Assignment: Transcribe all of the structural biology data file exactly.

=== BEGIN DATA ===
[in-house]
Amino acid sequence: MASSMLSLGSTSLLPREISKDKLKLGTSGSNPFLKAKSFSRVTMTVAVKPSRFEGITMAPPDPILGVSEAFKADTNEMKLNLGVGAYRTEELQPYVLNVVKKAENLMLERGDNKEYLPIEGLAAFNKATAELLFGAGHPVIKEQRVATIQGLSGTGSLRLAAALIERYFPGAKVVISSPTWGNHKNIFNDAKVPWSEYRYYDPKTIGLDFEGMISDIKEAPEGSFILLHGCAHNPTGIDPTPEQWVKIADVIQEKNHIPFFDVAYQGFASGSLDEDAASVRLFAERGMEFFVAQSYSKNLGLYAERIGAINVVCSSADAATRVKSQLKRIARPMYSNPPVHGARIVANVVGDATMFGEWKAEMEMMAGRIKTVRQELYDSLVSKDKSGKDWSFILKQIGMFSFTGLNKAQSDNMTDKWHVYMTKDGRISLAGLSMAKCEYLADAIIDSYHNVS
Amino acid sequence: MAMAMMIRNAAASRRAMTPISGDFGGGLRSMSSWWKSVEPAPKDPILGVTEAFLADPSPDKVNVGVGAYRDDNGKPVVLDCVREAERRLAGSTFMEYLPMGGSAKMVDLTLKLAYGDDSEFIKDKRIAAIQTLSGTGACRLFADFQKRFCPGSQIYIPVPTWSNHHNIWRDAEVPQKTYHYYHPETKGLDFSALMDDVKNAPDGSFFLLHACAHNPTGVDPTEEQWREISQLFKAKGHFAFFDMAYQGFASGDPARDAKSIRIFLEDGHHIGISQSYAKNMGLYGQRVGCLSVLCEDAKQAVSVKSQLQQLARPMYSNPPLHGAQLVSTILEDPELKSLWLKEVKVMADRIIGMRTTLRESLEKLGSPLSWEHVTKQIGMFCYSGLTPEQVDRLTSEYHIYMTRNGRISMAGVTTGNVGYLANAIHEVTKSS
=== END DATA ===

[in-house]
Amino acid sequence: MASSMLSLGSTSLLPREISKDKLKLGTSGSNPFLKAKSFSRVTMTVAVKPSRFEGITMAPPDPILGVSEAFKADTNEMKLNLGVGAYRTEELQPYVLNVVKKAENLMLERGDNKEYLPIEGLAAFNKATAELLFGAGHPVIKEQRVATIQGLSGTGSLRLAAALIERYFPGAKVVISSPTWGNHKNIFNDAKVPWSEYRYYDPKTIGLDFEGMISDIKEAPEGSFILLHGCAHNPTGIDPTPEQWVKIADVIQEKNHIPFFDVAYQGFASGSLDEDAASVRLFAERGMEFFVAQSYSKNLGLYAERIGAINVVCSSADAATRVKSQLKRIARPMYSNPPVHGARIVANVVGDATMFGEWKAEMEMMAGRIKTVRQELYDSLVSKDKSGKDWSFILKQIGMFSFTGLNKAQSDNMTDKWHVYMTKDGRISLAGLSMAKCEYLADAIIDSYHNVS
Amino acid sequence: MAMAMMIRNAAASRRAMTPISGDFGGGLRSMSSWWKSVEPAPKDPILGVTEAFLADPSPDKVNVGVGAYRDDNGKPVVLDCVREAERRLAGSTFMEYLPMGGSAKMVDLTLKLAYGDDSEFIKDKRIAAIQTLSGTGACRLFADFQKRFCPGSQIYIPVPTWSNHHNIWRDAEVPQKTYHYYHPETKGLDFSALMDDVKNAPDGSFFLLHACAHNPTGVDPTEEQWREISQLFKAKGHFAFFDMAYQGFASGDPARDAKSIRIFLEDGHHIGISQSYAKNMGLYGQRVGCLSVLCEDAKQAVSVKSQLQQLARPMYSNPPLHGAQLVSTILEDPELKSLWLKEVKVMADRIIGMRTTLRESLEKLGSPLSWEHVTKQIGMFCYSGLTPEQVDRLTSEYHIYMTRNGRISMAGVTTGNVGYLANAIHEVTKSS